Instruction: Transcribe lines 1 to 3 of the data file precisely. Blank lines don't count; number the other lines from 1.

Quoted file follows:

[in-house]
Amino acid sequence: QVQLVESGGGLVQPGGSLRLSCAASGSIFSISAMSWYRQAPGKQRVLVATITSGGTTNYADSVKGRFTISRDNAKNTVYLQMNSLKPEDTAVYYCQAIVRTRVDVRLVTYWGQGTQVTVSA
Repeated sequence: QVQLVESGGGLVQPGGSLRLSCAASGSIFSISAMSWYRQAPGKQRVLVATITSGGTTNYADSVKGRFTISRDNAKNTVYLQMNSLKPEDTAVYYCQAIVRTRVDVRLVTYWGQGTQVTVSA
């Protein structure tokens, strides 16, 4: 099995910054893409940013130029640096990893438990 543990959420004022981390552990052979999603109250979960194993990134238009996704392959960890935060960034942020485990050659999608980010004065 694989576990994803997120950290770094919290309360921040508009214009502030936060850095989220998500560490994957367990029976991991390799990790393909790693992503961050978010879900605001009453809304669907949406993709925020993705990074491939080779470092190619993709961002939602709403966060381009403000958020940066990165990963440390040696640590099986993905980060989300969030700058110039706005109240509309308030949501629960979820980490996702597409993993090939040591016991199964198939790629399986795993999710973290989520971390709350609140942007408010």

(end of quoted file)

[in-house]
Amino acid sequence: QVQLVESGGGLVQPGGSLRLSCAASGSIFSISAMSWYRQAPGKQRVLVATITSGGTTNYADSVKGRFTISRDNAKNTVYLQMNSLKPEDTAVYYCQAIVRTRVDVRLVTYWGQGTQVTVSA
Repeated sequence: QVQLVESGGGLVQPGGSLRLSCAASGSIFSISAMSWYRQAPGKQRVLVATITSGGTTNYADSVKGRFTISRDNAKNTVYLQMNSLKPEDTAVYYCQAIVRTRVDVRLVTYWGQGTQVTVSA